The American Media Diet

Our knowledge of foreign affairs is dismal compared to other countries, but if we are going to remain leaders of an interconnected world, we can’t continue to lag behind.

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U.S. Secretary of State John Kerry speaks about his trip to the Middle East during a news conference in Tel Aviv, Israel, on Sunday, June 30, 2013. (AP/Jacquelyn Martin)
U.S. Secretary of State John Kerry speaks about his trip to the Middle East during a news conference in Tel Aviv, Israel, on Sunday, June 30, 2013. (AP/Jacquelyn Martin)

My cyber-friend Eric Garland, whom I wrote about late last year, recently undertook an intriguing experiment. He eschewed U.S.-based English-language mass media for a week and replaced it with news from around the globe that was written, produced, and/or broadcast in languages that are foreign to most Americans and targeted to a public beyond our shores.

Garland, a writer who focuses on future trends, is one of the smartest people I’ve come across. He’s something of a Renaissance man: the author of three books, an in-demand orator, and a groovy bass player. He also travels the world and studies global cultures and languages, including French, Spanish, Portuguese, Italian, and Japanese.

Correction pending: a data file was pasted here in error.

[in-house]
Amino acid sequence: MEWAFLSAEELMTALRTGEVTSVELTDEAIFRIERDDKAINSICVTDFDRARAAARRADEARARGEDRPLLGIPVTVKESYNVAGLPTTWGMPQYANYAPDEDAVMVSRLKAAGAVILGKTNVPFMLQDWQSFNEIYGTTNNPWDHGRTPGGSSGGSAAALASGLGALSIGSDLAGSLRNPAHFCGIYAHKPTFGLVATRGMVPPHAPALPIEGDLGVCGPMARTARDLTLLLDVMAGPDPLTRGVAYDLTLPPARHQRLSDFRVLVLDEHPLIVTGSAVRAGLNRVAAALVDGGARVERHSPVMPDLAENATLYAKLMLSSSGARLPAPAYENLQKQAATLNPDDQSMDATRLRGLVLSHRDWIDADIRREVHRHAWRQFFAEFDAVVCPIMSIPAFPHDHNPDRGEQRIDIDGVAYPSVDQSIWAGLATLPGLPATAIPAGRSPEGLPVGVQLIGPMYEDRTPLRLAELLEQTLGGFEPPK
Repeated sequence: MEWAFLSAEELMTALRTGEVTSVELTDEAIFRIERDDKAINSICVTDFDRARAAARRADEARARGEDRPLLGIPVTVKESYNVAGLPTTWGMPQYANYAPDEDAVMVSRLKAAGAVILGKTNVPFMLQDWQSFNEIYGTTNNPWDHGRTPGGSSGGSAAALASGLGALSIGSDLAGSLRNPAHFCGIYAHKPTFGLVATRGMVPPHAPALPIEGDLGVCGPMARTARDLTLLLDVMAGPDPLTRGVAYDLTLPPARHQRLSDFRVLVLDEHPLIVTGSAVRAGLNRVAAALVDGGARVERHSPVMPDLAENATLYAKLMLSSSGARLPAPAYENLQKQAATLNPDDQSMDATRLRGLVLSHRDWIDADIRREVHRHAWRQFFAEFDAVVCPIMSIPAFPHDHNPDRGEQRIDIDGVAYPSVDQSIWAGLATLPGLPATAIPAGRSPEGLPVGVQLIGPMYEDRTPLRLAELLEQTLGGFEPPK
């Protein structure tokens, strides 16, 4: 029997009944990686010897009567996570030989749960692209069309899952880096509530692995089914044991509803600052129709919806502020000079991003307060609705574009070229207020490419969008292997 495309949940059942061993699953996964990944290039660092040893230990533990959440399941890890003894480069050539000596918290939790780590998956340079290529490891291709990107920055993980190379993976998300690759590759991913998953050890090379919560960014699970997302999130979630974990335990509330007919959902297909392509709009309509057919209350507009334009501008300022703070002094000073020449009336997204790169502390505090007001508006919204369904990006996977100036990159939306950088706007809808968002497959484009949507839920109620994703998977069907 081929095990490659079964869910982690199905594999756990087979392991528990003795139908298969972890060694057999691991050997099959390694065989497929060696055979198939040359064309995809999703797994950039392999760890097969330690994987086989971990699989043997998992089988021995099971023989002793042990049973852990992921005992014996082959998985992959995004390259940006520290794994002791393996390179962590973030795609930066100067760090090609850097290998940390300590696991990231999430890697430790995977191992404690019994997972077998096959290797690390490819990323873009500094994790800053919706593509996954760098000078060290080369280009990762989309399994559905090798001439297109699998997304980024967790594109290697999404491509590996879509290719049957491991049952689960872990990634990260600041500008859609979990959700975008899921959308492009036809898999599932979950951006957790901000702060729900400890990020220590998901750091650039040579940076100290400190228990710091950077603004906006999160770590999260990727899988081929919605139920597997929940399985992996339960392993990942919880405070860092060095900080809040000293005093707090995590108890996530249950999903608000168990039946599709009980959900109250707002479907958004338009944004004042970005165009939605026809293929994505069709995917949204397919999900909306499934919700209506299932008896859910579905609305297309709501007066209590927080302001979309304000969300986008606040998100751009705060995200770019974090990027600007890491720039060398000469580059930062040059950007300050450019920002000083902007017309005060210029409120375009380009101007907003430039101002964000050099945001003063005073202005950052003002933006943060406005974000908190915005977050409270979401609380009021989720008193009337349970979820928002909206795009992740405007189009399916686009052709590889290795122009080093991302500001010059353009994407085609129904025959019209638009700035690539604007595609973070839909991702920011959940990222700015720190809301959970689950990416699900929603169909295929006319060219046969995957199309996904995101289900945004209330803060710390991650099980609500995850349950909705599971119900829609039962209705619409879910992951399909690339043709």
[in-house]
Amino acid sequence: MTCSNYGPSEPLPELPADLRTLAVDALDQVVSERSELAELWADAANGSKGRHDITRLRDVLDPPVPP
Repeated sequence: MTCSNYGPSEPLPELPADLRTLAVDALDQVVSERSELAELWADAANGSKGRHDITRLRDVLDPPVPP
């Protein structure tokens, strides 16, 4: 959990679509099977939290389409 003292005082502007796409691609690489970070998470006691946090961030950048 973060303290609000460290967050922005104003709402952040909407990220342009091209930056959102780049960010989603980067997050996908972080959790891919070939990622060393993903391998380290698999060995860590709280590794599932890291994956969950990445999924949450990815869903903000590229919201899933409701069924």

For his American media fast, he focused on reading and watching news reports only produced in French, Spanish, and Portuguese for native consumption and concentrated in Western Europe, where many of the media outlets for those languages are based. His findings, posted last week on his eponymous blog, were as unsettling as they were brutally honest:

The United States is the only country in the world that treats other nations as completely optional. … culturally, America acts as if Other Countries are places that exist only in text books or vacation brochures. This is most acutely evident in the narrative projected by our media outlets: America remains the center of the world and Other Places are only worth describing if 1) something is on fire or 2) we have declared war on the people there. So if you live in the United States, your view of global events is myopic at best and completely distorted at worst.

That’s a damning indictment of both the American public and the sources of information that Americans consume. Sadly enough, I think he’s spot on.

It’s an old story that’s worth retelling: Most Americans can’t pass a global geography or current events test that citizens of other developed nations can recite from a dead sleep. One of the first to observe and document our lack of knowledge was scholar Martin Kreisberg, who characterized the U.S. public’s misunderstanding of international relations as “dark areas of ignorance” in his seminal 1949 article for Public Opinion and Foreign Policy.